Research Papers

Modeling and Prediction of Gearbox Faults With Data-Mining Algorithms

[+] Author and Article Information
Andrew Kusiak

e-mail: andrew-kusiak@uiowa.edu
Department of Mechanical
and Industrial Engineering,
The University of Iowa,
Iowa City, IA 52242-1527

1Corresponding author.

Contributed by the Solar Energy Division of ASME for publication in the JOURNAL OF SOLAR ENERGY ENGINEERING. Manuscript received January 21, 2012; final manuscript received September 20, 2012; published online March 26, 2013. Assoc. Editor: Christian Masson.

J. Sol. Energy Eng 135(3), 031007 (Mar 26, 2013) (11 pages) Paper No: SOL-12-1023; doi: 10.1115/1.4023516 History: Received January 21, 2012; Revised September 20, 2012

A data-driven approach for analyzing faults in wind turbine gearbox is developed and tested. More specifically, faults in a ring gear are predicted in advance. Time-domain statistical metrics, such as jerk, root mean square (RMS), crest factor (CF), and kurtosis, are investigated to identify faulty components of a wind turbine. The components identified are validated with the fast Fourier transformation (FFT) of vibration data. Fifty neural networks (NNs) with different parameter settings are trained to obtain the best performing model. Models based on original vibration data, and transformed jerk data are constructed. The jerk model based on multisensor data outperforms the other models and therefore is used for testing and validation of previously unseen data. Short-term predictions of up to 15 time intervals, each representing 0.1 s, are performed. The prediction accuracy varies from 91.68% to 94.78%.

Copyright © 2013 by ASME
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Fig. 3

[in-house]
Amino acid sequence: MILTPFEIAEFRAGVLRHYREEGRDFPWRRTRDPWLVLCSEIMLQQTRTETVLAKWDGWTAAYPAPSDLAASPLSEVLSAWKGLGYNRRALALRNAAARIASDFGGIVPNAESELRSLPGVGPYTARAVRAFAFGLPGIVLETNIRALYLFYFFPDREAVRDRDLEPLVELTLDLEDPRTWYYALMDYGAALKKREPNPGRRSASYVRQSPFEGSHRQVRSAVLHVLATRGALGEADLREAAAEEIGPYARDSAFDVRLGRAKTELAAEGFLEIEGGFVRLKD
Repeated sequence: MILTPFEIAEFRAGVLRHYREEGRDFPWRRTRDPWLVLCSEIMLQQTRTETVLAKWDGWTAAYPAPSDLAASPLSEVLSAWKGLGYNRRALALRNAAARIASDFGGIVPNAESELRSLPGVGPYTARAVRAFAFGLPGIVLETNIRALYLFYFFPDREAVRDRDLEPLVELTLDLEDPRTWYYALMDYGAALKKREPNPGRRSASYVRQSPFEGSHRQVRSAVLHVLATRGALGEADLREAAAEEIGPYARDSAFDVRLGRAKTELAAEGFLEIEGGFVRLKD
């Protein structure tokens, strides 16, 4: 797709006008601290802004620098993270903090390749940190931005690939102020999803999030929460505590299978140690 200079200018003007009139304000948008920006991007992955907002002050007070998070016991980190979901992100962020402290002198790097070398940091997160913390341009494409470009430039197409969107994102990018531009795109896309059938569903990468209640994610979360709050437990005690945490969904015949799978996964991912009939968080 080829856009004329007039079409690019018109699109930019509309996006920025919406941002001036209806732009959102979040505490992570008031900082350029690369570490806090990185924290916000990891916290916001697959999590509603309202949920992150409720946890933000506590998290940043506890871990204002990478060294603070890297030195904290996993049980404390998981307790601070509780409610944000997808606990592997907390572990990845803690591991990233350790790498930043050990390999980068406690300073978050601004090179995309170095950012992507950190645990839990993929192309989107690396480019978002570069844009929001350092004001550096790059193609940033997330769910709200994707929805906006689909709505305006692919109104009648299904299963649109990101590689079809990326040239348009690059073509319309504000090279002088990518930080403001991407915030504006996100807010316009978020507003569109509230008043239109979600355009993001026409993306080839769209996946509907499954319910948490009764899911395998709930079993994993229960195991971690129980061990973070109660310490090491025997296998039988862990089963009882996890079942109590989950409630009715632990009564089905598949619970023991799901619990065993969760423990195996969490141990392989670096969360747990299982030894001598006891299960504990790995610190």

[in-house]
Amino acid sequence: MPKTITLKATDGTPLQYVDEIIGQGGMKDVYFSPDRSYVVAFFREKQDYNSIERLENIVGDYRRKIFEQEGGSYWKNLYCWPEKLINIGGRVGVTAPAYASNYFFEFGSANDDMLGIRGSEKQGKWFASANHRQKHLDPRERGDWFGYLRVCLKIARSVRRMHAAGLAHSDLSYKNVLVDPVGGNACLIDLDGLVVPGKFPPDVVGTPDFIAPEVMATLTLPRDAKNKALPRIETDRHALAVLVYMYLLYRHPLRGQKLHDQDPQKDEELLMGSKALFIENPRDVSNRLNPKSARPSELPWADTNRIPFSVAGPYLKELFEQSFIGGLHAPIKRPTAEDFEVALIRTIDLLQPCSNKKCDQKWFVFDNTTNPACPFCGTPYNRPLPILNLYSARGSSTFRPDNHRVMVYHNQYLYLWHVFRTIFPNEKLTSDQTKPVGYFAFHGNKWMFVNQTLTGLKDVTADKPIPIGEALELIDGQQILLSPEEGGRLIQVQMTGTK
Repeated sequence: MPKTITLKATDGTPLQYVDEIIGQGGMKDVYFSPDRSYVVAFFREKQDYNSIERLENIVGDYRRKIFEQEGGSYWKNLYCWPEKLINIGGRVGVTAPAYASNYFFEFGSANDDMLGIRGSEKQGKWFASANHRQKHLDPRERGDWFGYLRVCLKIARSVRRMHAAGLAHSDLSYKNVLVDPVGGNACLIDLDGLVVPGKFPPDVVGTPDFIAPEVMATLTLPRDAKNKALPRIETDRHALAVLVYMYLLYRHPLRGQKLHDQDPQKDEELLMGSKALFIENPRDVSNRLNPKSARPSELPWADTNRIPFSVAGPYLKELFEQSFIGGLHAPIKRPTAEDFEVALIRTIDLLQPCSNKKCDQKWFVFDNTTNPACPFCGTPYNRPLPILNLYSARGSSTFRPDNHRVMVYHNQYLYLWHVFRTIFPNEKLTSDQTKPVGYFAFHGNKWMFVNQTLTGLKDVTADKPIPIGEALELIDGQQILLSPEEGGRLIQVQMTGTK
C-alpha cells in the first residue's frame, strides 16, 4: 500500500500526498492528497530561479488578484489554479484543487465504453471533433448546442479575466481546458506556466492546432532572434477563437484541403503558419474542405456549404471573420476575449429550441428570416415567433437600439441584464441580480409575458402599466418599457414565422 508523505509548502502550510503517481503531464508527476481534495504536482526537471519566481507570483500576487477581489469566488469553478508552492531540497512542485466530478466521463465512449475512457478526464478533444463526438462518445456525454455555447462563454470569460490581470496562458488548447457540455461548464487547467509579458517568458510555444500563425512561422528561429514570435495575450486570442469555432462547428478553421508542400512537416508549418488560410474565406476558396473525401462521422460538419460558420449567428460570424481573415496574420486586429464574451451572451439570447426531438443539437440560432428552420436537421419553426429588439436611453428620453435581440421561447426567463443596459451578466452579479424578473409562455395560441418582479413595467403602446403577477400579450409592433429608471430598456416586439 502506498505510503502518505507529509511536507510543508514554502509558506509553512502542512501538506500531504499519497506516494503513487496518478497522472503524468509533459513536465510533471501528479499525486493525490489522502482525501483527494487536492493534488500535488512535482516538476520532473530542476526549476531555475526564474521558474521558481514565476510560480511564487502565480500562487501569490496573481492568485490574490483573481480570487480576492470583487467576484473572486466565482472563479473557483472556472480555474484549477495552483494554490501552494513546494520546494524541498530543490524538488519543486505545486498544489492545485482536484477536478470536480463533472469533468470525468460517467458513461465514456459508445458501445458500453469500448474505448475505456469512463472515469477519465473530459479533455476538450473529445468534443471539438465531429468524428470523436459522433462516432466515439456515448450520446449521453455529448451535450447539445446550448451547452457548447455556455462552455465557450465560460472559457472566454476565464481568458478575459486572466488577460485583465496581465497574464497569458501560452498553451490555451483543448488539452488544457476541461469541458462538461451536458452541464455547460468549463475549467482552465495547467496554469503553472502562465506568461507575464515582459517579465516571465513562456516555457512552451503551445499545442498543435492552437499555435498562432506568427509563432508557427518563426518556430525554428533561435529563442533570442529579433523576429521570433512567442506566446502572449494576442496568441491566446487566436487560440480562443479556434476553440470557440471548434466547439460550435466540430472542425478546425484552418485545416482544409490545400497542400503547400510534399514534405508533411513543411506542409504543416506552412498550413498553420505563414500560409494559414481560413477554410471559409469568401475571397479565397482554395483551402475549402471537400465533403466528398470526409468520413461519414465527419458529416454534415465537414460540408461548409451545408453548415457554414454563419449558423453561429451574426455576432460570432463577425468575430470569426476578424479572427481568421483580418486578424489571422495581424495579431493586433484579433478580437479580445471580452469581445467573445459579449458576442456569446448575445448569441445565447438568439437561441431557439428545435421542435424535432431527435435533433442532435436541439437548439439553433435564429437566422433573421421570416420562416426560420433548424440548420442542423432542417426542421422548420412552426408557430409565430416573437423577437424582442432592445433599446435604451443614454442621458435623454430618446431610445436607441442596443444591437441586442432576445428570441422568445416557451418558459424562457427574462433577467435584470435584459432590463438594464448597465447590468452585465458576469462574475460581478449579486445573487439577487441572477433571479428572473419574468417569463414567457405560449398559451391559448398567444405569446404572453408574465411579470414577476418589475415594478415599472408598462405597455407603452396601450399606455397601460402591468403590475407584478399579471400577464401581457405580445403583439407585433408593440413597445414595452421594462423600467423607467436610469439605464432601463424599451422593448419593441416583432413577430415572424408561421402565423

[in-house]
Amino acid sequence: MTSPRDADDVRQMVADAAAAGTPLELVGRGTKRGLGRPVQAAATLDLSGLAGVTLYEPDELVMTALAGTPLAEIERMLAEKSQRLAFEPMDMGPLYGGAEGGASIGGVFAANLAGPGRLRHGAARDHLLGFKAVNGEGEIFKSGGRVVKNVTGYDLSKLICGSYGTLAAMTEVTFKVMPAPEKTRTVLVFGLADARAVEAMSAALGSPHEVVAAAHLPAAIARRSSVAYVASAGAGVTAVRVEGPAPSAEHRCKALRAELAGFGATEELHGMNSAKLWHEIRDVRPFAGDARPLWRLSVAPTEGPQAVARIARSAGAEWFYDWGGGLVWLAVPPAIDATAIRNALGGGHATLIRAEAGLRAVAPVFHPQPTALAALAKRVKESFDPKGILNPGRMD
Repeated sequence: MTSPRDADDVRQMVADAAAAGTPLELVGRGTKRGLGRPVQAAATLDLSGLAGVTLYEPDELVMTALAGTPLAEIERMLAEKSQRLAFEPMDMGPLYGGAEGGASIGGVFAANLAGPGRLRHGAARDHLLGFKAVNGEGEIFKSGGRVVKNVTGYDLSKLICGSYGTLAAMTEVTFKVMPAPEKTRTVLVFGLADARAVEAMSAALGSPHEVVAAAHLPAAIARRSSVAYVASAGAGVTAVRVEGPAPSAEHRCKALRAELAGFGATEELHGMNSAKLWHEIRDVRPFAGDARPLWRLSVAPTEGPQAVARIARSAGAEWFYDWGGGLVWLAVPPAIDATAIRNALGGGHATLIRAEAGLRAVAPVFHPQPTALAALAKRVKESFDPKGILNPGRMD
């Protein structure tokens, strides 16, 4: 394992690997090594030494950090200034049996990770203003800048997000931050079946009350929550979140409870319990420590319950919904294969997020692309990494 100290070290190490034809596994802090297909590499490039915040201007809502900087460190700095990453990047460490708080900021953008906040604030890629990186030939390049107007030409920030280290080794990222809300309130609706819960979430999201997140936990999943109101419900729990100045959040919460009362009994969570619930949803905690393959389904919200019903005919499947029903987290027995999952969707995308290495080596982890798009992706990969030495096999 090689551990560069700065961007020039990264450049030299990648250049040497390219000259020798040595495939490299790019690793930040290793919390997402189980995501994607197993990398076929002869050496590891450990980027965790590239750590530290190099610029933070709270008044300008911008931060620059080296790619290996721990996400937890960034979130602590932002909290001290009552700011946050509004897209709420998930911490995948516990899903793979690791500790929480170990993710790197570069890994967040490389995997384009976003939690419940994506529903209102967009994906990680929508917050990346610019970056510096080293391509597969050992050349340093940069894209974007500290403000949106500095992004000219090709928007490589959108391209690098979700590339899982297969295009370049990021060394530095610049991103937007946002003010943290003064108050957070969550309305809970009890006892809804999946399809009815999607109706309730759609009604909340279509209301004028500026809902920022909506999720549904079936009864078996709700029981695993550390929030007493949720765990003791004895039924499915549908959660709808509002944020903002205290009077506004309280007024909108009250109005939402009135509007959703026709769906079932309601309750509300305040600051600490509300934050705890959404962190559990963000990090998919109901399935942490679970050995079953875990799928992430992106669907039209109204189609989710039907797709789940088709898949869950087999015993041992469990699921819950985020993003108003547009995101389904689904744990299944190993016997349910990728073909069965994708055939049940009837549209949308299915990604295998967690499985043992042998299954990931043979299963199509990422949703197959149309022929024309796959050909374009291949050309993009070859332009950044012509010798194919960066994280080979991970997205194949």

Maximum jerk across 12 vibration sensors

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Fig. 4

Analysis of sensor AN3 and AN4 data: (a) root mean square, (b) crest factor, (c) kurtosis, (d) combined (COM1), and (e) combined (COM2)

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Fig. 5

Analysis of the torque signal: (a) first min, (b) second min, and (c) fourth min

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Fig. 6

Baseline spectrum of a healthy gearbox

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Fig. 7

Power spectrum of vibrations across the ring gear: (a) first min and (b) tenth min

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Fig. 8

Trend of vibration amplitude across the ring gear over the test run (10 min)

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Fig. 2

Sensor locations across the unit (courtesy of NREL)

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Fig. 1

Schematic of gearbox used in current study (courtesy of NREL)

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Fig. 10

The values of MAE and MRE for different time stamps

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Fig. 11

Test results predicting jerk in ring gear (a) t + 1, (b) t + 9, and (c) t + 15

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Fig. 9

Run chart of the test results obtained using NN based models: (a) scenario 1, (b) scenario 2, (c) scenario 3, and (d) scenario 4




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